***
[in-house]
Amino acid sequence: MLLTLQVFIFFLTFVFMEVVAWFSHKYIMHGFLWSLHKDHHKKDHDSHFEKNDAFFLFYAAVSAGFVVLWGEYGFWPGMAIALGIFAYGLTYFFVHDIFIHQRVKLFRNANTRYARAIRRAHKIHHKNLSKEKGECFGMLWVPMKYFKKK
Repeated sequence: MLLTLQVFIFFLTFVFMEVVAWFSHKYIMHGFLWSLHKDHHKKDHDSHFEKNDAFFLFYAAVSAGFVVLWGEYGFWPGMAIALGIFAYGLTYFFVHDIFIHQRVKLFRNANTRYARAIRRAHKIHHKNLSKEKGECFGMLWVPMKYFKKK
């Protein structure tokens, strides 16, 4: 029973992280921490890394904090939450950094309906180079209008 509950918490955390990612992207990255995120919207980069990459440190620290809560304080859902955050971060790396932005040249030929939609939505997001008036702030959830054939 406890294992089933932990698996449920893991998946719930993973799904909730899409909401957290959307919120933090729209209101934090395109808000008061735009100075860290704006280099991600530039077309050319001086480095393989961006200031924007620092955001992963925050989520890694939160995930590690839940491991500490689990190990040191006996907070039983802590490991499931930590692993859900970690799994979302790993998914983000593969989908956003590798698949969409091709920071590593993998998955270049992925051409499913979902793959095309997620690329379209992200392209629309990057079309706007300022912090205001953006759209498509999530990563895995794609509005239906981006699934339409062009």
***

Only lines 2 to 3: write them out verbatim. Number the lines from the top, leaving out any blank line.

Amino acid sequence: MLLTLQVFIFFLTFVFMEVVAWFSHKYIMHGFLWSLHKDHHKKDHDSHFEKNDAFFLFYAAVSAGFVVLWGEYGFWPGMAIALGIFAYGLTYFFVHDIFIHQRVKLFRNANTRYARAIRRAHKIHHKNLSKEKGECFGMLWVPMKYFKKK
Repeated sequence: MLLTLQVFIFFLTFVFMEVVAWFSHKYIMHGFLWSLHKDHHKKDHDSHFEKNDAFFLFYAAVSAGFVVLWGEYGFWPGMAIALGIFAYGLTYFFVHDIFIHQRVKLFRNANTRYARAIRRAHKIHHKNLSKEKGECFGMLWVPMKYFKKK